No Handouts: Danny Salazar Must Earn It In Spring Training

There will be no handouts for Danny Salazar in 2015. If the organization’s once coveted pitching prospect wants a spot in the Tribe’s five man rotation, he will have to earn it in spring training.

Signed at age 16 in 2006 out of the Dominican Republic, Salazar didn’t do much to separate himself in the low minors, but his career took off after recovering from Tommy John surgery in 2010. He was dominant for the High-A Carolina Mudcats in 2012 with a 2.68 ERA and then splashed onto the scene in 2013, posting a 3.12 ERA in his first 10 big league starts.

When the Indians clinched the 2013 AL wild card, Terry Francona tabbed him the starter for the win or go home game versus Tampa Bay. While Salazar lasted just four innings in the loss, many thought the experience of pitching on baseball’s biggest stage would pay dividends next season and beyond. Expectations were very high to say the least for Salazar entering 2014.

Salazar won the fourth spot in the rotation behind Justin Masterson, Corey Kluber, and Zach McAllister, and got off to a nice start with a win in his first 2014 start. But things quickly went south as he failed to make it to the fifth inning in his next three starts, losing all three. It was no secret that Salazar wasn’t the same guy who Francona sent to the mound for the Tribe’s first postseason game since 2007. He could still throw as hard as anybody, with his fastball topping out at 99mph on the radar gun, but his control wasn’t there. Walks were piling up and he was giving up way more hits. Sitting at 1-4 (5.53 ERA) through eight starts, the Indians optioned Salazar to Triple-A Columbus on May 22 to figure it out.

As bummed as we were to see Salazar struggle, the move turned out to be a blessing in disguise for the Indians, who promoted 22-year-old Kyle Crockett to take his spot. We all know Crockett’s 2014 story. The rookie southpaw was lights out in the bullpen all season, going 4-1 with a 1.80 ERA in 43 appearances.

Salazar spent most of the summer in Columbus working with pitching coach Tony Arnold. After getting shelled in his first few starts, Salazar’s walks and pitch counts went down and he was hitting his spots more consistently. Cleveland recalled him from Columbus on July 22, where he was 4-6 (3.71 ERA) in 11 starts.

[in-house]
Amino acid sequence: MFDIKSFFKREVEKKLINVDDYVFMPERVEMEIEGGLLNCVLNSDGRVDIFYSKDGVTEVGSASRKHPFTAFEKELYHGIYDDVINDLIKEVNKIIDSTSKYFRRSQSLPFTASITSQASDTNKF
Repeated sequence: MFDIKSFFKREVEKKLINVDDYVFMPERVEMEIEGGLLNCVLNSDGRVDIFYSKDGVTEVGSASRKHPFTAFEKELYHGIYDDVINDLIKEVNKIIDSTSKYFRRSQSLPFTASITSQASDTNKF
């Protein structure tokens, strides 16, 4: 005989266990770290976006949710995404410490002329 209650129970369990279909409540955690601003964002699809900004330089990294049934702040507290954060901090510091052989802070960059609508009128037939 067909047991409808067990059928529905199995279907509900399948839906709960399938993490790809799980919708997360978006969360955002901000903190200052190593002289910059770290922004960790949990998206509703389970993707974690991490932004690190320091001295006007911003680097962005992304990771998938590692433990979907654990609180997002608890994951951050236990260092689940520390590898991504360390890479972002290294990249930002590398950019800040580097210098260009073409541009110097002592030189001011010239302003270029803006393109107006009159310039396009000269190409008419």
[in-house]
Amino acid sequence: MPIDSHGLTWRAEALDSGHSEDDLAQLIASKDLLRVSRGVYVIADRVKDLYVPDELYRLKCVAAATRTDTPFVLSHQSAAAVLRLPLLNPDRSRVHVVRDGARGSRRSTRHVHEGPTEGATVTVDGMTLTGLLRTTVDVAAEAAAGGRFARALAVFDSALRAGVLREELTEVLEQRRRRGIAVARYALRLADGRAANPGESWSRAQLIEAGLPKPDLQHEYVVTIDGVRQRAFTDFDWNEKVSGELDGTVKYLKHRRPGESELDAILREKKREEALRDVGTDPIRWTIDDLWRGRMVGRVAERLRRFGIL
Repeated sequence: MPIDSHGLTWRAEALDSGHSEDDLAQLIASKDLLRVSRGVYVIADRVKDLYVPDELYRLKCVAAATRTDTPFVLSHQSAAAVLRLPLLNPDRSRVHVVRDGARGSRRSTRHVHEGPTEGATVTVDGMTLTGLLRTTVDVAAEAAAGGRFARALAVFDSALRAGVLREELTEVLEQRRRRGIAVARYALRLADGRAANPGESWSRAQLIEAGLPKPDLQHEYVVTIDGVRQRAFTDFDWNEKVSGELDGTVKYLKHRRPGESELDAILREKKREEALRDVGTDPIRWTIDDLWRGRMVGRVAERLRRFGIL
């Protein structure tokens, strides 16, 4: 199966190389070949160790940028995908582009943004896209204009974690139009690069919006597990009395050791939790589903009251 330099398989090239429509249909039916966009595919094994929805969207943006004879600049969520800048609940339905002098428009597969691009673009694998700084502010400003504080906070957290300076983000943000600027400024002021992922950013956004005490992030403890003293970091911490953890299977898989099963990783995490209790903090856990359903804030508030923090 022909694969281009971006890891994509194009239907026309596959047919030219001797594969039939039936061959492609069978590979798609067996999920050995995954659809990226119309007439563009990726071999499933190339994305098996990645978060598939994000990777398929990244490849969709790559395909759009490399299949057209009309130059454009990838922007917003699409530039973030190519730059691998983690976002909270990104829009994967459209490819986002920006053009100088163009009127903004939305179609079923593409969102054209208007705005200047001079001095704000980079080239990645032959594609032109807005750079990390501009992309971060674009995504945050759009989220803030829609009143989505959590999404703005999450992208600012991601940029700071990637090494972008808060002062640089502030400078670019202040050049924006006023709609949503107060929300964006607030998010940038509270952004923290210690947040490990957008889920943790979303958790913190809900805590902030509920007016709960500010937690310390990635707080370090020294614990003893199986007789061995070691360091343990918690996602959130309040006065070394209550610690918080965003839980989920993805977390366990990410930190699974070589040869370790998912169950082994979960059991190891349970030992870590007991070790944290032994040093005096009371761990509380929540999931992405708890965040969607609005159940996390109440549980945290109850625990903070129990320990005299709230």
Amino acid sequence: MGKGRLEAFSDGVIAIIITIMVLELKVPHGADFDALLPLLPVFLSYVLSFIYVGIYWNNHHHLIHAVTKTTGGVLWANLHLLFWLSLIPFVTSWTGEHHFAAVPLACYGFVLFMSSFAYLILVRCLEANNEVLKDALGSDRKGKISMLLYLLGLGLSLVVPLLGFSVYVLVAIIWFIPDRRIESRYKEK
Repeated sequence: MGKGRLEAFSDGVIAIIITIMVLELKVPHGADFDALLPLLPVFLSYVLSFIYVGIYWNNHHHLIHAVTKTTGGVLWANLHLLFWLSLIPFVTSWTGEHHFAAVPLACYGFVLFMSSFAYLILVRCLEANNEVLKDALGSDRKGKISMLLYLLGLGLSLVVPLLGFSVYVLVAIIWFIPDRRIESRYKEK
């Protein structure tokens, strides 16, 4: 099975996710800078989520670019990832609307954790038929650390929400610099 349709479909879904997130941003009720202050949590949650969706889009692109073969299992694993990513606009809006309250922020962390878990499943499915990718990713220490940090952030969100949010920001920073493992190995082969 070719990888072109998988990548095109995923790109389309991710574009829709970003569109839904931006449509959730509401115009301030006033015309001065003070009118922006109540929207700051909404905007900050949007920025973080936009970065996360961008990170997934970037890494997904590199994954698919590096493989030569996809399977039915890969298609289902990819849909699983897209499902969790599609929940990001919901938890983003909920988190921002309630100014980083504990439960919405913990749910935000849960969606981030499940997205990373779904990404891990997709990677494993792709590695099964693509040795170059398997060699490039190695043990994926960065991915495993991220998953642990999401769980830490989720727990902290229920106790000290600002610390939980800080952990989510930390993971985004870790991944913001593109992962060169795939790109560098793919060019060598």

In his first three starts after being recalled, Salazar went 3-0 and allowed just four runs over 18 innings of work, lowering his ERA from 5.53 to 4.45.

Salazar had arguably his best game as a pro in a 9-0 victory over the Detroit Tigers on September 3, tossing a complete game eight-hit shutout, fanning nine and walking none. This was the Salazar of 2013 that we hoped to see right out of camp.

Fast forward to 2015 spring training and Salazar finds himself competing with Josh Tomlin, Zach McAllister, T.J. House, and Bruce Chen for the fourth and fifth spots in the rotation, behind Corey Kluber, Carlos Carrasco and Trevor Bauer. Gavin Floyd was expected to take the fourth spot but news out of camp is that he will miss significant time after re-injuring the right elbow stress fracture that ended his 2014 season.

“I’m fighting for a spot,” Salazar told Paul Hoynes of at spring training. “There are a couple of guys fighting. I believe it’s going to be a good fight.”

Salazar pitched two innings in his spring training debut last Friday against Kansas City. He allowed two runs on three hits, including a two-run home run to Alex Rios in the first inning on an 0-2 pitch.

“He made a couple of mistakes along the way, but I thought he threw the ball really well,” manager Terry Francona said after the game. “In the season, we can nit-pick. But in spring training, for the first time out, I thought the ball came out of his hand really well.”

While Salazar has the most upside of the bunch, T.J. House was the most consistent last season and would seem to have a slight edge over Salazar right now for the fourth spot. Veteran lefty Chen, who is with the club on a non-roster invitation to spring training, could bump Salazar, too.

One thing working against Salazar this spring is an incident he was involved in on January 22nd at the Cleveland Hustler Club that led to him being the subject of a sexual-assault investigation. Prospectors have since decided to not file charges and Salazar issued apologies to the team and his family.

“I really don’t want to talk about that right now,” said Salazar addressing the issue for the first time. “I apologized for the distraction. I apologized to my family, my teammates and the front office. But I really don’t want to talk about it now.”

If Salazar can put the distraction behind him and turn in a solid spring training, we see him locking up the fourth or fifth spot. If not, he could very well start the season in Columbus with the new Clippers pitching coach, Carl Willis.

The sky really is the limit for this kid. The question is, how bad does he want it?

Photo: Chuck Crow/Cleveland Plain Dealer

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